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Why Africa needs Buhari and Zuma to forge a strong alliance

Muhammadu Buhari’s victory in Nigeria emboldens him to play a leading role in African affairs. Reuters

Muhammadu Buhari’s inauguration as Nigeria’s president presents new opportunities for reinvigorating relations between Nigeria and South Africa, the continent’s biggest economies.

Since the 1990s, the collective leadership of Nigeria and South Africa has been vital in providing the foundations for African renewal, the creation of institutions on the continent and the mobilisation of African voices in the global arena.

The hallmark of this leadership was demonstrated during the time of former presidents Thabo Mbeki (1999-2008) and Olusegun Obasanjo (1999-2007). Both were instrumental in crafting the current African security and development frameworks.

These frameworks have frayed and lost direction on the watch of Goodluck Jonathan and Jacob Zuma.

The African Union remains underfunded and has made paltry efforts to generate additional resources. The flagship African Peer Review Mechanism program has no money to conduct country reviews to gauge adherence to good governance.

But it is not too late to return to the quest for African prosperity, security and dignity under a Buhari-Zuma leadership.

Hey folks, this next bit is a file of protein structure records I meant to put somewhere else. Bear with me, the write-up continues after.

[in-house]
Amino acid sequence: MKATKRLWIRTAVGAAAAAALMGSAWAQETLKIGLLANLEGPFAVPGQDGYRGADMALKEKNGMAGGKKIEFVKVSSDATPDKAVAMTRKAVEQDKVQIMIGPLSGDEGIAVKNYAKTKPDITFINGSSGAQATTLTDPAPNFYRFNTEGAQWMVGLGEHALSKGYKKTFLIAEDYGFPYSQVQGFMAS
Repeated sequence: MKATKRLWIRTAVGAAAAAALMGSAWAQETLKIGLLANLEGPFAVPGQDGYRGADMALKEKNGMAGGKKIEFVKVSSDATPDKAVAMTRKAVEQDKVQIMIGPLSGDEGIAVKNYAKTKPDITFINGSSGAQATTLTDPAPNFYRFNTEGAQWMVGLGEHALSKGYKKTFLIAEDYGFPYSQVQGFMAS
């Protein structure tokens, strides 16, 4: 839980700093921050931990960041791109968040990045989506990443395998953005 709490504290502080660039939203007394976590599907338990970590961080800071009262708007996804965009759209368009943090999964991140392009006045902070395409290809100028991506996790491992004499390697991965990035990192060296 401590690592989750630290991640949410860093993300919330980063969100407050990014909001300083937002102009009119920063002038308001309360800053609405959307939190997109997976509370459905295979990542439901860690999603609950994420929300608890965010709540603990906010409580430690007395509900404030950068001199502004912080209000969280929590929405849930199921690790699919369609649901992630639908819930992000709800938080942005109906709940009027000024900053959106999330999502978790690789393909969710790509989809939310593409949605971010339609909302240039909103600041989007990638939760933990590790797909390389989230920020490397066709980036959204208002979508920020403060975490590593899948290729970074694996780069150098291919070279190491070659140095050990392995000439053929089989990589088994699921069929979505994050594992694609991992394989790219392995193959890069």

The Mbeki-Obasanjo partnership

Efforts to find multilateral approaches and reverse Africa’s international decline hinge, more than ever before, on vigorous leadership, backed by solid domestic support for promoting Africa’s development. Without domestic backing on African issues, Nigeria and South Africa will not succeed in projecting their power on the continent.

The Mbeki-Obasanjo alliance was propelled by the demands of the early 2000s, particularly the need to reshape African institutions in the direction of renewed mandates and responsibilities.

These goals were achieved with the formation of the African Union in 2002, the New Partnership for Africa’s Development, and the African Peer Review Mechanism, the voluntary body for assessing Africa’s performance.

Mbeki and Obasanjo led confidently on continental affairs because they were elected by comfortable majorities at home and had solid control of their political parties.

In contrast, Jonathan’s regime collapsed partly because he lost control over his People’s Democratic Party. Under his presidency, Nigeria was gradually descending into state failure, with dire consequences for the region.

Zuma has faced a fractious African National Congress, but so far has survived internal challenges to his leadership.

Buhari’s electoral victory reinforces the consolidation of Nigeria’s credential as Africa’s largest democracy. This victory should embolden him as he confronts the menace of Boko Haram and much-needed military reforms to restore Nigeria’s role as a force for stabilisation in West Africa.

Zuma is still distracted by the Nkandla scandal involving public money being spent on his family home. Questions over the expenditure have led to unruly scenes in parliament.

But Zuma should seize the chance to reinvent himself as an African statesman by reaching out to Buhari in new initiatives to address the malaise facing African institutions.

Then-Nigerian president Olusegun Obasanjo talks with South Africa’s then-president Thabo Mbeki in 2006. Reuters

Leading Africa